The Rise Of Coeliac Disease and the Need For Increased Knowledge on the Condition

Coeliac Disease is a prolonged autoimmune condition that is prompted by gluten which is found in wheat, barley and rye. Coeliac Disease is a permanent intolerance to gluten.

This disease affects more females than males and research has estimated that 1 out of every 100 people in the world is affected by this condition. There is such a lack of knowledge on the condition that even medical professionals frequently misdiagnose the symptoms and over 90% of coeliacs are actually unaware that they have the condition. Ireland has one of the highest numbers of coeliac sufferers in the world. People who suffer from Coeliac Disease can be affected in many different ways. Symptoms include severe chronic reactions but also may have no visible or physical reactions but it may be causing serious damage internally without the sufferer even knowing. Other symptoms can include depression, chronic stomach pain, cancer, diabetes, thyroiditis and osteoporosis etc.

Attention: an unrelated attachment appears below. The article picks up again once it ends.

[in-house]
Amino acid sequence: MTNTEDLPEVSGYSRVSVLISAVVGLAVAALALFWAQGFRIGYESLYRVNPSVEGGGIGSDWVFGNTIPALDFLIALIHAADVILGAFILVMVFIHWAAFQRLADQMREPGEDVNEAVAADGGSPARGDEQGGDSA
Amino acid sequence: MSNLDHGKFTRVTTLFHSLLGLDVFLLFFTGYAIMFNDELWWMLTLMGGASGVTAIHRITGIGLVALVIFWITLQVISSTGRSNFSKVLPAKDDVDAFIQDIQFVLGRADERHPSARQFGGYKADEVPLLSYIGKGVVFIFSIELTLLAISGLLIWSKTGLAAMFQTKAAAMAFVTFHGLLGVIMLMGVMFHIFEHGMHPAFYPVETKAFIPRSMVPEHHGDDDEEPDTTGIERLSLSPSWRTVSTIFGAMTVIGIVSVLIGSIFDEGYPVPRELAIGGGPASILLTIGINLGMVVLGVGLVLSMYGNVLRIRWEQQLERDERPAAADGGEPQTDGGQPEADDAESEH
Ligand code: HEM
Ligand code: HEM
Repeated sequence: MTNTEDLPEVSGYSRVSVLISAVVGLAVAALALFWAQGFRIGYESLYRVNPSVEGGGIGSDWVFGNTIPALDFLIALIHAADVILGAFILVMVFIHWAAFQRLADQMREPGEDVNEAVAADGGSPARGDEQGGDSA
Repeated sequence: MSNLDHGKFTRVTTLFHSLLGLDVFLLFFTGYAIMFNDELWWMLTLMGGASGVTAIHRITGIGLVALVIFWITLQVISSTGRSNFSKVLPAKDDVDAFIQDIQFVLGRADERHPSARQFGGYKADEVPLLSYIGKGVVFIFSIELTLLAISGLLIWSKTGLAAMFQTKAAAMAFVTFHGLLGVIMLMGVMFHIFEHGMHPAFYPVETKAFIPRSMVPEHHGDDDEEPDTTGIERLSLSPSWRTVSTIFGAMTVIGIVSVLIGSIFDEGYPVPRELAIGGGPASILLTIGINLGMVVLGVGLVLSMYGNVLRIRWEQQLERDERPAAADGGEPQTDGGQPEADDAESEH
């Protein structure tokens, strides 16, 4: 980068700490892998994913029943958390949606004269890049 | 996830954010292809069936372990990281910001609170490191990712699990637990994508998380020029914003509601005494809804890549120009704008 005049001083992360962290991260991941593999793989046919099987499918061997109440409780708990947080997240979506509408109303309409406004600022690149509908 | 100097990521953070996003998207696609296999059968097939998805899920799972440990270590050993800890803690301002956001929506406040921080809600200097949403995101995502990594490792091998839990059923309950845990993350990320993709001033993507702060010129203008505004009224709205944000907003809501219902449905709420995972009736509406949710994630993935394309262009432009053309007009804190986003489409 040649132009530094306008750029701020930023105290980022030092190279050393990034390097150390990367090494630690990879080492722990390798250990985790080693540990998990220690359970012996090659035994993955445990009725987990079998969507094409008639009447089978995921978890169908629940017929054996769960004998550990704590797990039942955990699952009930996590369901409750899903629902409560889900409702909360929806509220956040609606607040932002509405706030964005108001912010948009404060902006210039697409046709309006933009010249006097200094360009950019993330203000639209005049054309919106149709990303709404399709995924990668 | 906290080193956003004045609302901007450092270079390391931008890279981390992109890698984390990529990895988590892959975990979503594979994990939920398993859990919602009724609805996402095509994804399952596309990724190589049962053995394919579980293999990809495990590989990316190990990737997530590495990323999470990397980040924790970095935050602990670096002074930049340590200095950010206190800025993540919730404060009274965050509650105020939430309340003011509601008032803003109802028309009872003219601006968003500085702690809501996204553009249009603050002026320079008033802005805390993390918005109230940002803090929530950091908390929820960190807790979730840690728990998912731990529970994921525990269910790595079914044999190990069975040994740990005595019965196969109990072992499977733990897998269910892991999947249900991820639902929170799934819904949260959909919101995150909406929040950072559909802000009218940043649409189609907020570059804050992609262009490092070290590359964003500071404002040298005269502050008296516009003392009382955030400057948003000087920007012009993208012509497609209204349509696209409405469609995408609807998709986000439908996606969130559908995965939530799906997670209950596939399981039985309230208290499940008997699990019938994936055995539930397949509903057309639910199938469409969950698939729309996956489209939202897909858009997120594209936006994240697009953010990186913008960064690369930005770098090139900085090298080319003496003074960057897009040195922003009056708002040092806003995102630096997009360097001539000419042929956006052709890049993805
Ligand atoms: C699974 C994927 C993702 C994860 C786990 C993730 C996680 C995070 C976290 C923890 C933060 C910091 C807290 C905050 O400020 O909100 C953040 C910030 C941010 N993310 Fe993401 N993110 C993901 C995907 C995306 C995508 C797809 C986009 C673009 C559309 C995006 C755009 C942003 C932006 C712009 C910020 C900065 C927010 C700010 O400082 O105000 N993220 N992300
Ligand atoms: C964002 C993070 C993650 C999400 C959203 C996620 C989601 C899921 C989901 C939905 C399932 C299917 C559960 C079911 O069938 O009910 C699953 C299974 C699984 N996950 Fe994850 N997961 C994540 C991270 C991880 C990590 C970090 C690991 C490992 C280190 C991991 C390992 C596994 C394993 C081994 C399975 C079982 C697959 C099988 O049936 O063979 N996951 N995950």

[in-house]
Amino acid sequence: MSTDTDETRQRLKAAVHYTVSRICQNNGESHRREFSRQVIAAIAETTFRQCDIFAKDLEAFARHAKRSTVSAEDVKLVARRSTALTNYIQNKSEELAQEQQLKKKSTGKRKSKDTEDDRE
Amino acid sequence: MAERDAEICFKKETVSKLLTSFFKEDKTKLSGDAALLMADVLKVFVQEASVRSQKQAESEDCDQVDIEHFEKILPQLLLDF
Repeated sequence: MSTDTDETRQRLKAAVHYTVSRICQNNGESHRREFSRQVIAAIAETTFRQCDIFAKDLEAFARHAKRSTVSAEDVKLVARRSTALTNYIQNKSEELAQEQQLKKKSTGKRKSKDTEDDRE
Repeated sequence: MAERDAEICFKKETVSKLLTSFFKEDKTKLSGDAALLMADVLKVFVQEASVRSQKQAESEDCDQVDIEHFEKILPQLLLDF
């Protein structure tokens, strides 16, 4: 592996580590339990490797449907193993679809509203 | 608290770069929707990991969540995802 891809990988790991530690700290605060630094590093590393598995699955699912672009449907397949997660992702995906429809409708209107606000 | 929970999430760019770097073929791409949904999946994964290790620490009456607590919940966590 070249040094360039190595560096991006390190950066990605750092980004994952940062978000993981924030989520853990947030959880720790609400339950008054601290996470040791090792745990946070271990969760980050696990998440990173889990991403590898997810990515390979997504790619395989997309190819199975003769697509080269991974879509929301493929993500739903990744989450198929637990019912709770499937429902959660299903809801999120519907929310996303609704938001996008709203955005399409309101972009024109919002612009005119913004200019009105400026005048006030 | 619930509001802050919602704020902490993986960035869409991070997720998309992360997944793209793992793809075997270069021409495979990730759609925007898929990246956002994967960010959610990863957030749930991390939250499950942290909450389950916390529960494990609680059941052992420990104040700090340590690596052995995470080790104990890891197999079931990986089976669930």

The most effective treatment is total avoidance of any foods that contain gluten and indeed ensuring that food preparation does not become contaminated with gluten. For instance if a bakery has incorrectly cleaned a tray and then bakes gluten free bread on it, it is contaminated and will make a coeliac sufferer sick. Therefore the need to educate and inform the general public and those dealing directly with creation and delivery with food and drink is extremely necessary. Basically if a chef or other food producer is unaware of the issues surrounding coeliac disease they may be inadvertently poisoning and damaging the health of their consumers. To provide an example of the pain of lack of knowledge may cause, one studies respondent described the pain as

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